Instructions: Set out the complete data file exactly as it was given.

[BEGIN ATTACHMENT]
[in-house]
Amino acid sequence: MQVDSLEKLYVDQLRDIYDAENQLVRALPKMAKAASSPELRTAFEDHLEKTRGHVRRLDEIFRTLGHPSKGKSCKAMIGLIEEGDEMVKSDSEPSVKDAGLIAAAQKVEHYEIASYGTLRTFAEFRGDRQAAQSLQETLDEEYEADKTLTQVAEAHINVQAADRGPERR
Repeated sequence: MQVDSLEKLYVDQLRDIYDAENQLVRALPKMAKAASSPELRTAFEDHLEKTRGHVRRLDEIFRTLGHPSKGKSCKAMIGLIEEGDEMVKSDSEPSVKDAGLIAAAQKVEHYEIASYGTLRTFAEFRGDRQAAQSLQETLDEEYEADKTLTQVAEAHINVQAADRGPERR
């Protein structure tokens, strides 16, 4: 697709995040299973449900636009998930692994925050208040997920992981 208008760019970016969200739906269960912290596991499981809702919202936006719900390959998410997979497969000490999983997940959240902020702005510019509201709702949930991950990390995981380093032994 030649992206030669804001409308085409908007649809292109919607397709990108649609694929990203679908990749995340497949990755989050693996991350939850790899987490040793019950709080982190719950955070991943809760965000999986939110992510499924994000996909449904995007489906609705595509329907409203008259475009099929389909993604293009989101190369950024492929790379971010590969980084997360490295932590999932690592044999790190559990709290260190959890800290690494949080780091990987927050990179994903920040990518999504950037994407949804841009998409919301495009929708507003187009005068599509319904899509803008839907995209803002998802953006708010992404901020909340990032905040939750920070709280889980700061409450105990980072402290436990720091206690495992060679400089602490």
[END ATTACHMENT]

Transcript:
[in-house]
Amino acid sequence: MQVDSLEKLYVDQLRDIYDAENQLVRALPKMAKAASSPELRTAFEDHLEKTRGHVRRLDEIFRTLGHPSKGKSCKAMIGLIEEGDEMVKSDSEPSVKDAGLIAAAQKVEHYEIASYGTLRTFAEFRGDRQAAQSLQETLDEEYEADKTLTQVAEAHINVQAADRGPERR
Repeated sequence: MQVDSLEKLYVDQLRDIYDAENQLVRALPKMAKAASSPELRTAFEDHLEKTRGHVRRLDEIFRTLGHPSKGKSCKAMIGLIEEGDEMVKSDSEPSVKDAGLIAAAQKVEHYEIASYGTLRTFAEFRGDRQAAQSLQETLDEEYEADKTLTQVAEAHINVQAADRGPERR
């Protein structure tokens, strides 16, 4: 697709995040299973449900636009998930692994925050208040997920992981 208008760019970016969200739906269960912290596991499981809702919202936006719900390959998410997979497969000490999983997940959240902020702005510019509201709702949930991950990390995981380093032994 030649992206030669804001409308085409908007649809292109919607397709990108649609694929990203679908990749995340497949990755989050693996991350939850790899987490040793019950709080982190719950955070991943809760965000999986939110992510499924994000996909449904995007489906609705595509329907409203008259475009099929389909993604293009989101190369950024492929790379971010590969980084997360490295932590999932690592044999790190559990709290260190959890800290690494949080780091990987927050990179994903920040990518999504950037994407949804841009998409919301495009929708507003187009005068599509319904899509803008839907995209803002998802953006708010992404901020909340990032905040939750920070709280889980700061409450105990980072402290436990720091206690495992060679400089602490």